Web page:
Growing produce locally can also boost production by reducing food loss, as the practice shortens the distance between farms and consumers. “About 30 percent of the vegetables Singapore imports from Cameron Highlands in Malaysia, for instance, are already perished when they arrive in the city due to the distance and warm weather,” Chen explained.
The Singapore Food Agency is also supporting aquaculture enterprises to raise productivity in a sustainable fashion.
Professor Chen believes increasing fish production through high-tech aquaculture is crucial for Singapore to boost its food resiliency. “Aquaculture has a huge potential because you don’t need land but you can just develop it offshore and fishes grow a lot faster than cattle and pigs, while sensors can monitor water quality and temperature to minimise the impact on the environment.”
Beyond boosting commercial farms, these efforts are also helping the average Singaporean dabble in farming. The government leases out plots of land across the city to encourage people to grow food, and an increasing number of people are taking up farming as both a commercial activity and a hobby, according to Leow.
Many others are making the most of any available space they have at their own place. Foodscape Collective, a group created by four acquaintances to contribute to a fair and circular food system, has collected data on home gardeners. In the process, they interviewed hundreds of individuals who grow produce in gardens, balconies, corridors and windows – wanting to eat more nutritious and chemical-free food as well as share experiences with like-minded neighbours.
Making the food system less destructive to the environment is another common motivation driving Singaporeans, especially of younger generations, towards farming. “I speak to students of different ages from university to primary school, and many of them are very concerned about the environment and are interested in the idea of growing their own food [to reduce their footprint],” said Leow.
He acknowledges that Singapore isn’t unique in its adoption of urban farming, seeing as similar practices have gained popularity in countries like Japan and Thailand, where schools and malls have been converted into farms. But what characterises Singapore is that concerted national efforts have been made by both the authorities and communities to increase local food production.
“Everybody knows this is the goal,” he said.
Urban farming provides tools to help the disadvantaged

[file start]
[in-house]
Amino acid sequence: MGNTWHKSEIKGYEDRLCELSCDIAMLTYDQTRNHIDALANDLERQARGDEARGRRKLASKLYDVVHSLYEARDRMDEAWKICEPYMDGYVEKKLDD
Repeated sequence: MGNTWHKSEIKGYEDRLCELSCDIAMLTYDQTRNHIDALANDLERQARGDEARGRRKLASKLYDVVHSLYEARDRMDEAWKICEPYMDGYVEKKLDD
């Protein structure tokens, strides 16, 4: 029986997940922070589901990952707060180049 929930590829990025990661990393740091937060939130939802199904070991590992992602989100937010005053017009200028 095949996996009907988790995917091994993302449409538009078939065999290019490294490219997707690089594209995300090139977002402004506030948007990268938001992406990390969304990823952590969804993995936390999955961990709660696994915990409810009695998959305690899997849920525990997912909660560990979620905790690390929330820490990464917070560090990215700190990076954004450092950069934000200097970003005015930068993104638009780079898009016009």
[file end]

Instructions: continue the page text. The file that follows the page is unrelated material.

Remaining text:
For some Singaporeans, food insecurity is a daily reality regardless of supply chain disruptions.
The 2020 Hunger Report by Singapore’s Food Bank found that about 3.5 percent of Singaporeans face severe levels of food insecurity, meaning that they have limited access to nutritious food for weeks or months.
“It’s very rare we have instances of people who die of hunger in Singapore, but some are malnourished because they don’t eat healthily, which leads to higher risks of diabetes and other diseases,” Mohamad Faiz Selamat, a volunteer and board member of the Singapore-based not-profit Free Food for All, told FairPlanet. He added that this is often a direct result of high food prices and that many financially insecure people tend to consume canned goods because they are affordable.
To tackle the problem, Free Food for All provides people in need with healthy food options, such as vegetables and mushrooms, which are also more environmentally friendly than meat products. “During Ramadan, we served about 19,000 porridge meals where we substituted beef with soy-based alternatives,” he said.
The charity produces vegetables in its own office through a hydroponic system and has recently launched a programme where people at risk of food insecurity are provided with the tools and knowledge to grow produce they can use on a daily basis, such as lettuce and nai bai.
“We gave home hydroponic kits to some of our beneficiaries and we are now aiming to set up a community garden in the common spaces of a community of 20 families to allow them to grow plants together.”
Beyond helping disadvantaged people adopt a nutritious and affordable diet, growing food is a good way to create mutually beneficial relationships.
“From our experience in the past years, we realised that the most important thing is the social support between neighbours,” Selamat explained.
“So, the idea behind the community garden is to get people to communicate, share and talk, because this means potential problems are addressed earlier, not just in terms of food security – but also in terms of mental health, as many people are feeling much more isolated nowadays.”
Image by Sim Ding En